By now it should be obvious to most everyone that there is more to what’s happening in Wisconsin than just issues affecting Wisconsin. In terms of national leftist issues, this ranks right up there with socialized medicine.

Let’s review Gov. Walker’s plan. The plan would:

1. Require employees of the state to contribute 12.6% toward the cost of their healthcare insurance. According to a Kaiser Foundation study, that’s about half of the average paid by state and federal workers nationwide. We don’t hear much from the union defending against this particular proposal.

2. Require employees of the state to contribute 5.8% toward the cost of their pensions. According to the Bureau of Labor Statistics, “for government workers with a required plan contribution, the average contribution is 6.3 percent” We don’t hear much from the union defending against this particular proposal.

3. End the requirement that all state employees must pay into the union whether or not they choose to join. Forcing non-members to pay as a condition of employment is easily seen as extortion. We don’t hear anything from the union in defense of this. They are dead quiet about it.

4. Limit collective bargaining to basic wages. This is where the unions are screaming bloody murder.

Items 1 through 3 are about money. Item 4 is about power. Items 1 through 3 concern Wisconsin. Item 4 concerns all unions nationally; it poses a threat to union power. The private sector develops its own wealth. The public sector, and that includes public service unions, taps the wealth of others. To do that requires power. In the private sector, money leads to power. In the public sector, it’s power that leads to money.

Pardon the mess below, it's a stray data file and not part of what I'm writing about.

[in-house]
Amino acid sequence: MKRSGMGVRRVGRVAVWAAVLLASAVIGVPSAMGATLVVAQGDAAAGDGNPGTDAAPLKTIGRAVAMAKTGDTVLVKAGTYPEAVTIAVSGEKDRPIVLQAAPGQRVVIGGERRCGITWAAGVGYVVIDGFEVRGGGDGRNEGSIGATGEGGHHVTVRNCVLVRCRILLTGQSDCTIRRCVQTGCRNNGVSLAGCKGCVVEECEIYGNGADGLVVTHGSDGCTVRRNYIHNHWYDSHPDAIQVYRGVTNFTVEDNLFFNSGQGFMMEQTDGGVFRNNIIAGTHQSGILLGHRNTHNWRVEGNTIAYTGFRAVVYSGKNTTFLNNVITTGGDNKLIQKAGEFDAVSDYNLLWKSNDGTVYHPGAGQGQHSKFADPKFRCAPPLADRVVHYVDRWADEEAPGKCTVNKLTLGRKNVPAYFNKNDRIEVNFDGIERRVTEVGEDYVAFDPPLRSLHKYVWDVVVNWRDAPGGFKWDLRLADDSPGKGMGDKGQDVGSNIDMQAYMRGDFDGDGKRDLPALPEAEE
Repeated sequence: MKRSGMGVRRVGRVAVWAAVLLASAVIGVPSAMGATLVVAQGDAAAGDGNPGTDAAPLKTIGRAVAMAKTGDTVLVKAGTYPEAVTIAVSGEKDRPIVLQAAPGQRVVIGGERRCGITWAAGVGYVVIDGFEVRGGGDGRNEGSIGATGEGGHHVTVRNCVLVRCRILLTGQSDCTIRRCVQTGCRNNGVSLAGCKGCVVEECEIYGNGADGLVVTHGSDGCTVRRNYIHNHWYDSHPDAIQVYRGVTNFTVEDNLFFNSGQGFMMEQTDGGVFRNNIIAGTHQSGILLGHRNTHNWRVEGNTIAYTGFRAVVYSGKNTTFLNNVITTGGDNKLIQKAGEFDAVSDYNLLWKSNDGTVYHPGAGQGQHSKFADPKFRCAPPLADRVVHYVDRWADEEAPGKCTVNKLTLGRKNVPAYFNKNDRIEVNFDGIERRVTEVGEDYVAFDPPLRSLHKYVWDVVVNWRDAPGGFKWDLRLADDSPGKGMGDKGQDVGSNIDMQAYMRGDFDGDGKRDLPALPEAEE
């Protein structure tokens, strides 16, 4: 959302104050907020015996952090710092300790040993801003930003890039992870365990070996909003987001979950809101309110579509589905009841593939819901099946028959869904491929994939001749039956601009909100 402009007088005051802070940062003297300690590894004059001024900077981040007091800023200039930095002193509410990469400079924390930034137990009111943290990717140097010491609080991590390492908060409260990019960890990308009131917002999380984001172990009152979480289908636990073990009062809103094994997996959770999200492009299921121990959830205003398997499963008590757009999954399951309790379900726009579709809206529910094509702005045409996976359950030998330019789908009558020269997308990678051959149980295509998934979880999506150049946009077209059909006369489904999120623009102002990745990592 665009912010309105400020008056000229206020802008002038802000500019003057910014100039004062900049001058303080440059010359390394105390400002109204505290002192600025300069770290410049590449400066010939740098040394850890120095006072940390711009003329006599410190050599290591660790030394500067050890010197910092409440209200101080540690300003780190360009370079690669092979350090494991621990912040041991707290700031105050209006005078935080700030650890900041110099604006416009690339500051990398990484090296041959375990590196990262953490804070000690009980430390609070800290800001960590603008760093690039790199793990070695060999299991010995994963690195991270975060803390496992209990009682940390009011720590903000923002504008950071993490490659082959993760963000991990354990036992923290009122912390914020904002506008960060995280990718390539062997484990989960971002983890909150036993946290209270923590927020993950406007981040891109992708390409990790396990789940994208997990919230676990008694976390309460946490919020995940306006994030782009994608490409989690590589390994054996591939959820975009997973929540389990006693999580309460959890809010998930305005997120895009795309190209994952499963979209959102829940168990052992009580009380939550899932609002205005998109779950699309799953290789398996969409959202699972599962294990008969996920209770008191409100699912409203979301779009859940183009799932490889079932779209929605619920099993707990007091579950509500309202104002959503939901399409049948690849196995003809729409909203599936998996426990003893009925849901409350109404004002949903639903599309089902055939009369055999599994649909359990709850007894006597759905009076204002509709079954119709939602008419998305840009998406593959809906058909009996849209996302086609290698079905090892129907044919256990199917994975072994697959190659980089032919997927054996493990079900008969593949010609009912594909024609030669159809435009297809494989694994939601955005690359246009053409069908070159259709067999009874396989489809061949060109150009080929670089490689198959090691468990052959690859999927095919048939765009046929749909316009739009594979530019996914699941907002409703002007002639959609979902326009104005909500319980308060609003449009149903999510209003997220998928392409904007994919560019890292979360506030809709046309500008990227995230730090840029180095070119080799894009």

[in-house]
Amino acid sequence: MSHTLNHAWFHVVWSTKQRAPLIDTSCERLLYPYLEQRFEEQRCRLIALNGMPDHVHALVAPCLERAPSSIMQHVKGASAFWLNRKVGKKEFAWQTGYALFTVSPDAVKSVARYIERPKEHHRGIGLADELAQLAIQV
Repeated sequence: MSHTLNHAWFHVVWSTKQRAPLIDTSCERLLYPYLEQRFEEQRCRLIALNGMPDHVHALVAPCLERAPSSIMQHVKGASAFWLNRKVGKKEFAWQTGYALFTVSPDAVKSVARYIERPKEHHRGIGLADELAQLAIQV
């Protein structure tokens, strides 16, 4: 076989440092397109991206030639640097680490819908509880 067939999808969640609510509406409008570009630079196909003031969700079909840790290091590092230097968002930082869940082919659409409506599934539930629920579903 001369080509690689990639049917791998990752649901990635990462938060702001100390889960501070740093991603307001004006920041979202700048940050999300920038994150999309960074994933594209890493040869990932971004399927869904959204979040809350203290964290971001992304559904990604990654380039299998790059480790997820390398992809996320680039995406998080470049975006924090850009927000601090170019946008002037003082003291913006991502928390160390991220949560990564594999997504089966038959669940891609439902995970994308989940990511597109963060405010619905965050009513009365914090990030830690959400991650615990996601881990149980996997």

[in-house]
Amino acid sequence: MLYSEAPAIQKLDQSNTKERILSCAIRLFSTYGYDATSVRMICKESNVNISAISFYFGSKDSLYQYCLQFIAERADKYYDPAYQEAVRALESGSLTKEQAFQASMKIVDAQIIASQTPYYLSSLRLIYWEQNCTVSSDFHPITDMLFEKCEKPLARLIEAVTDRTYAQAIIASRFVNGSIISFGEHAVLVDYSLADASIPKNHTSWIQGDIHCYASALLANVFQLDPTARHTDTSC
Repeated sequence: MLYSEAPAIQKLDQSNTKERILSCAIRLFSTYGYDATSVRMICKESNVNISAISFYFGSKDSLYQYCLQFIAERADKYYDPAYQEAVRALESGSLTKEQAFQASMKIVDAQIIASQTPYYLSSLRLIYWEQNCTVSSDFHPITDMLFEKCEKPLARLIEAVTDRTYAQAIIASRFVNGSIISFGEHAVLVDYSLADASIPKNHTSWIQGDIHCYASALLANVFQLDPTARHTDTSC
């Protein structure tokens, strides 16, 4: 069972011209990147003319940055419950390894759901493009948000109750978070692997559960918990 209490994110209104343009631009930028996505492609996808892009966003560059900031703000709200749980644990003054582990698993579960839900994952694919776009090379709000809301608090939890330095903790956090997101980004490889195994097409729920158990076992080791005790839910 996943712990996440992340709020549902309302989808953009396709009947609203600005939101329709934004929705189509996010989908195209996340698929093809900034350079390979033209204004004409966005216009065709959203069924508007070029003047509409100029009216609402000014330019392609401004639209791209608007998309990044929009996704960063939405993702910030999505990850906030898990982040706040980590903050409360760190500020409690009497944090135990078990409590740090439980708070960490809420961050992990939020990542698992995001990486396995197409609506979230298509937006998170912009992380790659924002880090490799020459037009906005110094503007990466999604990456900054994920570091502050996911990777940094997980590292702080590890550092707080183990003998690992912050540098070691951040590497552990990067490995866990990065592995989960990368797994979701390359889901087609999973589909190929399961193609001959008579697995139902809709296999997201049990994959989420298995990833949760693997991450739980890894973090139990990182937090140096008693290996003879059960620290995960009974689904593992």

The AFSCME (American Federation of State, County and Municipal Employees), the AFT (American Federation of Teachers) and the SEIU (Service Employees International Union) combined gave over $18M in political contributions for the 2010 election year. According to The Center for Responsible Politics, none of it, that’s 0%, went to Republicans. These unions and the Democratic Party are joined at the hip.

When Democrats are in power, the government and the union sit on the same side of the negotiating table. That’s how public sector employees have come to have higher compensation than their private sector equivalents. That, and the ability to tax and borrow without the constraints of having to be profitable to survive.

There is much, much more at stake in Wisconsin than meets the casual eye.

By the way, if you think “goons” is too strong you should watch this video, entitled “Joe the Plumber” Goes to Wisconsin.

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